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Bang on trend

  • Food
  • 18.01.24
Words Waitrose 18/01/24


We’ll always have a soft spot for Tex-Mex, but a new generation of chefs and food writers are putting regional, seasonal Mexican cuisine in the spotlight. Mexican-born chef Santiago Lastra’s fine-dining restaurant Kol in London recently broke into The World’s 50 Best list, while newly released Cocina Mexicana by Adriana Cavita and Rosa Cienfuegos’s CDMX: The Food of Mexico City take readers on a journey around the country’s culinary landscape.


Generative AI systems (machines that ‘think’ in a human-like way to create something new) are everywhere – hitting the headlines by turning out realistic images, music and even jokes. Food is the next big AI frontier, from recipe generators (just type in the contents of your fridge and AI will do the rest) to fighting food waste: US trials of two AI systems that help grocery stores match their ordering with customer demand saw food waste fall by an average of 14.8%.


From chilli-spiked hot honey to truffle mayo, luxe condiments are the new affordable indulgence. Flavoured mayo and anything hot and spicy are two of the fastest-growing sectors, says Waitrose Partner and sauce buyer Adrian Gash.


Coffee culture is finally heading away from being disposable: according to market researcher Mintel’s The Future of Coffee 2023 report, ‘eco offerings’ are moving front and centre. And with 29% of us now having a coffee pod machine at home, the range of sustainable capsules is growing. New compostable options that can go either on a compost heap or in your food-waste bin include Waitrose Espresso Coffee Capsules. It’s also worth checking the packaging to see what the capsules themselves are made from: pods that are pure aluminium, like Little’s Rich Hazelnut Capsules (£4/10), can go straight into your household recycling.


Thanks in part to ZOE (a personalised food and nutrition service focused on gut health co-created by Professor Tim Spector), the microbiome is this year’s hottest health trend. Treating yourself to unpasteurised fermented food and drink, which contains natural probiotics, is an easy way to boost your gut microbiome.


Great-value and store-cupboard-friendly, pulses are finally taking their place in the culinary spotlight. Take British company Bold Bean Co – in just two years, this small start-up has won 63.7K followers on Instagram and 16.4K on TikTok, selling 650% more products last year than the year before. Beans are also making waves on fashionable restaurant menus.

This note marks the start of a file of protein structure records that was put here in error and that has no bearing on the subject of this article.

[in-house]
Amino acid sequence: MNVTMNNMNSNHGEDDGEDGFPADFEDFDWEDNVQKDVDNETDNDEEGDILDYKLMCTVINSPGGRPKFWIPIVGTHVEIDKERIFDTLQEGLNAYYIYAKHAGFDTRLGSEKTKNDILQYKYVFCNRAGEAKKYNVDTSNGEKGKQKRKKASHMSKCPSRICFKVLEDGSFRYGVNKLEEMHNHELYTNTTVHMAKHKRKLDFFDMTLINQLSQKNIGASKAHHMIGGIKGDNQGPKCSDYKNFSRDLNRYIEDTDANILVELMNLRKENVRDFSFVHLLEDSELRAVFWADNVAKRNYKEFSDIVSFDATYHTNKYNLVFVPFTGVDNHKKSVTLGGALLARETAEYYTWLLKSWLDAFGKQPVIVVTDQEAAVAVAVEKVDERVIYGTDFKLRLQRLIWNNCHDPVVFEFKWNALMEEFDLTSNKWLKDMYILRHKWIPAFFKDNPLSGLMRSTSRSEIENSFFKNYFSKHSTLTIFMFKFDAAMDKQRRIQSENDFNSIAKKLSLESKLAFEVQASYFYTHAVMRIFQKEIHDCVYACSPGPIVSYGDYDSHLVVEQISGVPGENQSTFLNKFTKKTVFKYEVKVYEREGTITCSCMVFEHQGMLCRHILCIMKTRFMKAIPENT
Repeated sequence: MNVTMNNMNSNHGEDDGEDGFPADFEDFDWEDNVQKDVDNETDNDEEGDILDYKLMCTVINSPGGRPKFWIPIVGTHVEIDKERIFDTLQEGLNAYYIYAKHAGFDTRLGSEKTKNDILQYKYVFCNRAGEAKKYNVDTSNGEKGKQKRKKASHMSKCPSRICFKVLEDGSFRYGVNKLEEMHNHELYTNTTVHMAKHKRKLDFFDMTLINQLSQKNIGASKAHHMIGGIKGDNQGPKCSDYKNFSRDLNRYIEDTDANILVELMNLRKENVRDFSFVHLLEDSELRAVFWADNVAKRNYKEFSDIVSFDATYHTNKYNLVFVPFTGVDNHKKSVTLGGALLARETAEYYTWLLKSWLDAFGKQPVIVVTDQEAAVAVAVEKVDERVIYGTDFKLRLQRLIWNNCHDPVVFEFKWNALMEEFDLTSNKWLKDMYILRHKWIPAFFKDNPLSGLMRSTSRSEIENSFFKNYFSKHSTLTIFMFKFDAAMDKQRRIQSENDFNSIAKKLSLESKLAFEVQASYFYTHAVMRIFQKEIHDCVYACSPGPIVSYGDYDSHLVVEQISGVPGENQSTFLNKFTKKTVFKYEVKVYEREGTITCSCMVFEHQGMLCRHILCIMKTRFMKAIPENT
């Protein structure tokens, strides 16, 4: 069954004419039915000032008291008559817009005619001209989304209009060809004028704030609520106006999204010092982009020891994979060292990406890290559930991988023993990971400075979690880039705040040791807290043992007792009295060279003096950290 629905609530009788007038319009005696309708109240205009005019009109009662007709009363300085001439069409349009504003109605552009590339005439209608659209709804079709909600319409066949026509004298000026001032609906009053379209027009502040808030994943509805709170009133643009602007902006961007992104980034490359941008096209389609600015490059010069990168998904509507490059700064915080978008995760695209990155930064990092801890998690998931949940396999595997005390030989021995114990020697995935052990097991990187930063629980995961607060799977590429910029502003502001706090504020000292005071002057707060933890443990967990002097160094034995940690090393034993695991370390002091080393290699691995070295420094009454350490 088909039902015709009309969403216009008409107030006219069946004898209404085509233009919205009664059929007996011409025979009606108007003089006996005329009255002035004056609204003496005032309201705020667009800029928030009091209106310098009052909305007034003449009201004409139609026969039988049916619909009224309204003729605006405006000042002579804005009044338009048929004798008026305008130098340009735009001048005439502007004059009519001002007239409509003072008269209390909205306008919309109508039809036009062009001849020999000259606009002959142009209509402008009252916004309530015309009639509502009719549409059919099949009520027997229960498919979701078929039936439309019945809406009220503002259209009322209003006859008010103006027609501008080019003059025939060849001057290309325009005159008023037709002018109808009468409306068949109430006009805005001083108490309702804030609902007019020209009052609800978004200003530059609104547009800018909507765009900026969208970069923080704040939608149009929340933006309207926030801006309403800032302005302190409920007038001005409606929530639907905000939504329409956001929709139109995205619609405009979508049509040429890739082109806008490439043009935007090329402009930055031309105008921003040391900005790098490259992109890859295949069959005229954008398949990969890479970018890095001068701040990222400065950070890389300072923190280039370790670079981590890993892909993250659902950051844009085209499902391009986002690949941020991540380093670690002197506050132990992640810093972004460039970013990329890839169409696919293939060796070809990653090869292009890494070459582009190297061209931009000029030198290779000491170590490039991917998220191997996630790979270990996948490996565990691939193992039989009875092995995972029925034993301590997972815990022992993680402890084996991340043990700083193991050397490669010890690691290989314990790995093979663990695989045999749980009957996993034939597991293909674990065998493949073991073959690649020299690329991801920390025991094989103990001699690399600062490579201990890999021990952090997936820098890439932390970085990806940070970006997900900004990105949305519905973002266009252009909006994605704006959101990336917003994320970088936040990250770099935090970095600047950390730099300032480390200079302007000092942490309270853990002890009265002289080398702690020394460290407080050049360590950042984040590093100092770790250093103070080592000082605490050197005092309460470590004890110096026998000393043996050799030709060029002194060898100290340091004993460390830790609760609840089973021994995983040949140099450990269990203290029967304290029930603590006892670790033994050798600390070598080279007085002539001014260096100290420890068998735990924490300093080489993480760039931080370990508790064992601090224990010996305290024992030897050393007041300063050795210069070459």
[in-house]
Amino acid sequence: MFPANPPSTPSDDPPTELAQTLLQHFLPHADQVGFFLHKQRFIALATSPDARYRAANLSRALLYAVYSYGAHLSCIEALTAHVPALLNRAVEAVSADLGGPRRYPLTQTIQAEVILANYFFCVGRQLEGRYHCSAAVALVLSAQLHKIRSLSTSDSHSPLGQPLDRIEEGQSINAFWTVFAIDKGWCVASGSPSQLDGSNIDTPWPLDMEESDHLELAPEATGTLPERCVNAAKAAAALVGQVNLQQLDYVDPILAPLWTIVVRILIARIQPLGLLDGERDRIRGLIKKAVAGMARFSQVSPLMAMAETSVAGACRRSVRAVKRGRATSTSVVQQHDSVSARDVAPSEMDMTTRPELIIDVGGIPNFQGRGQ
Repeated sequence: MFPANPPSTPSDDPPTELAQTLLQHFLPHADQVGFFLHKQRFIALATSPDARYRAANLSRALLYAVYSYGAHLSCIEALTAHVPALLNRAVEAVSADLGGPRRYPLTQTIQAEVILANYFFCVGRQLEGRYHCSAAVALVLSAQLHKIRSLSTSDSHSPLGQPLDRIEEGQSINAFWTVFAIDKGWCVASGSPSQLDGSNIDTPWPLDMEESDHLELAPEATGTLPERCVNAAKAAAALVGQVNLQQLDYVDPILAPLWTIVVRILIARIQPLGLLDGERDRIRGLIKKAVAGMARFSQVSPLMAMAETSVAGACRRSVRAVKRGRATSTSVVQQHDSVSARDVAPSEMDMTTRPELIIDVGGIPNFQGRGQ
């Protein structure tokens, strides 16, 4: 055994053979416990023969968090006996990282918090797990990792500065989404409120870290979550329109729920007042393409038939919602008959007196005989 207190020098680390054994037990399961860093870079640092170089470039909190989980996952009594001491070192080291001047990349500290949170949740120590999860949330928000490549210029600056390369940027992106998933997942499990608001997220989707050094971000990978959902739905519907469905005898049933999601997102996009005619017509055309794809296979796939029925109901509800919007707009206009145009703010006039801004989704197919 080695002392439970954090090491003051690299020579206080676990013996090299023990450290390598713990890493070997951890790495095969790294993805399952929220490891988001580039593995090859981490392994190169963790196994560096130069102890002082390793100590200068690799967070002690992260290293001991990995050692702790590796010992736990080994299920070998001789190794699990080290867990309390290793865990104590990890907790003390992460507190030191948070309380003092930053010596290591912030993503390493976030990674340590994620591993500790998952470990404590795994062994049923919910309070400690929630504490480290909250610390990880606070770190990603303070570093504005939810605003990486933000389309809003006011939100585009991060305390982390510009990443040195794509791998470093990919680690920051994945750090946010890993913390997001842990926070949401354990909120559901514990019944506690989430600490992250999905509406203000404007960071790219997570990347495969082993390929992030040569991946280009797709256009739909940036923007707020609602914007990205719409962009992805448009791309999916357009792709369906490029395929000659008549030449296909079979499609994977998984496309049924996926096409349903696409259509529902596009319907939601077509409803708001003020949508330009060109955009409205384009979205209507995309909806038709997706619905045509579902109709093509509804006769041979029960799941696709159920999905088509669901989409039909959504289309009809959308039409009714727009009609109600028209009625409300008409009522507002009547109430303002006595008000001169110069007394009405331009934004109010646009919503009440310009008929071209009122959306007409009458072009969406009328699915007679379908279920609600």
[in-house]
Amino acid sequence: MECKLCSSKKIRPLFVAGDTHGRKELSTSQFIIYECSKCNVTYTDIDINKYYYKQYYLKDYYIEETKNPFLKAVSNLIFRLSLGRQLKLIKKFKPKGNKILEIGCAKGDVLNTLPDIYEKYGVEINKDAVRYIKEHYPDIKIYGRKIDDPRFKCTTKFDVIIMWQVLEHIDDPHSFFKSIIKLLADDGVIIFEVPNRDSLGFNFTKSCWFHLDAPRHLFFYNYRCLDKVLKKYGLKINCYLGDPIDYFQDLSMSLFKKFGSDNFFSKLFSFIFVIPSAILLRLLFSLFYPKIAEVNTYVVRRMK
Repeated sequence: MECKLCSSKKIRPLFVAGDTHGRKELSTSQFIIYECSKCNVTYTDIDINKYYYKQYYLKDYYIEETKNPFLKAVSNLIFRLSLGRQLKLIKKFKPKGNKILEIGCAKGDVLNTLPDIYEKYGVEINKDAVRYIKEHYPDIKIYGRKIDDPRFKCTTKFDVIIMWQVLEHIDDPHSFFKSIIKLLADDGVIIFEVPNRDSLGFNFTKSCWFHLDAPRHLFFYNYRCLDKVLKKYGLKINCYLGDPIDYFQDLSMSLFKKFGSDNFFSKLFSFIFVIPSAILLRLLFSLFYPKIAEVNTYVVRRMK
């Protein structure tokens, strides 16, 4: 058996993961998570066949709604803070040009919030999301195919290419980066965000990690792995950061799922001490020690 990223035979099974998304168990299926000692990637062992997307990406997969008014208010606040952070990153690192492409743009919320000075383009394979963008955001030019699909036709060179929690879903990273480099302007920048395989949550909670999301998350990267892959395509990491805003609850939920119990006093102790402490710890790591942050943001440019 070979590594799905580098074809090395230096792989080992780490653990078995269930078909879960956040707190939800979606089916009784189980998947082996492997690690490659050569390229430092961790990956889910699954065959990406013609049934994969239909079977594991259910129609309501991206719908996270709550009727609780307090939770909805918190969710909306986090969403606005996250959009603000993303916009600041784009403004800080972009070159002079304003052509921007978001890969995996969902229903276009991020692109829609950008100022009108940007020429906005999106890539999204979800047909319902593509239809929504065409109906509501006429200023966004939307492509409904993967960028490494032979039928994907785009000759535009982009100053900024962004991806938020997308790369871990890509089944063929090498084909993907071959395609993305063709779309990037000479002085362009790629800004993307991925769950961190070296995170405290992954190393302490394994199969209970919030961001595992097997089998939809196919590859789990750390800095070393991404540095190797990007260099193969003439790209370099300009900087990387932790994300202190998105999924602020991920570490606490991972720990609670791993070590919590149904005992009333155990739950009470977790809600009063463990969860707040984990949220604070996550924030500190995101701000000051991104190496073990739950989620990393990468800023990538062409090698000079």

Social media can’t get enough of dressed-up croissants, whether they’re flattened and pan-fried before being layered with fruit and cream to form a cheat’s millefeuille, or stuffed with mozzarella and toasted to molten perfection. Find some of the fanciest at London’s Le Deli Robuchon (robuchonlondon.co.uk) – cube-shaped, chocolate-dipped and custard-filled, they’re worth queueing up for.


The store-cupboard staple has had a makeover: walk into a cool small-plates restaurant and you stand a good chance of spotting retro-chic tins of anchovies, sardines and mackerel on the menu, generally served with sourdough. As well as being a great value, tinned oily fish is a nutritional powerhouse – it’s packed with omega-3 and a good source of vitamin D. Make like a chef and make Ortiz White Tuna in Olive Oil the focus of a salad.


There’s increasing awareness that healthy soil encourages resilience against drought and extreme weather events linked to climate change. Also referred to as ‘nature-friendly farming’, this approach has no legal definition but is held to be a set of food-producing practices that leave the soil in a better state than it was to begin with. These include minimising soil disturbance and leaving the important microorganisms that live in the soil undisturbed. The team at Waitrose’s Leckford Estate farm has been measuring soil carbon for more than 20 years, and is now taking further measures – such as reducing tractor movement by 30% to minimise soil compaction.


Forget mayo-soggy buffet blights – pasta salad 2.0 is big, bold and ready to burst onto the culinary scene in 2024. Expect to see it on a table near you come summer, but in the meantime, Rome-based food writer Rachel Roddy likes hers room-temperature with tuna, cannellini beans, tomatoes and capers and top-quality olive oil, while Neil Campbell, head chef at Ottolenghi restaurant Rovi, recommends warm orzo tossed with roasted onions, squash, Caerphilly and kale pesto. “The pasta is really just a carbohydrate boat for carrying other delicious ingredients,” advises Neil. Want in? Chef Tom Jackson has a whole book, Cool Pasta: Reinventing the Pasta Salad (published 28 March).


Recent research suggests up to 25% of apples, 20% of onions and 13% of carrots are still being discarded long before they reach the shelves because of small cosmetic imperfections.


A key element of Korean cooking, gochujang is a red chilli paste made with glutinous rice and soya beans – similar to miso, but spicy. Add Cooks’ Ingredients Gochujang Chilli Paste to your stir fry or mix with mayo for a dip for crispy fried chicken. It can even be added to sweet treats – gochujang caramel cookies are all the rage across the pond.

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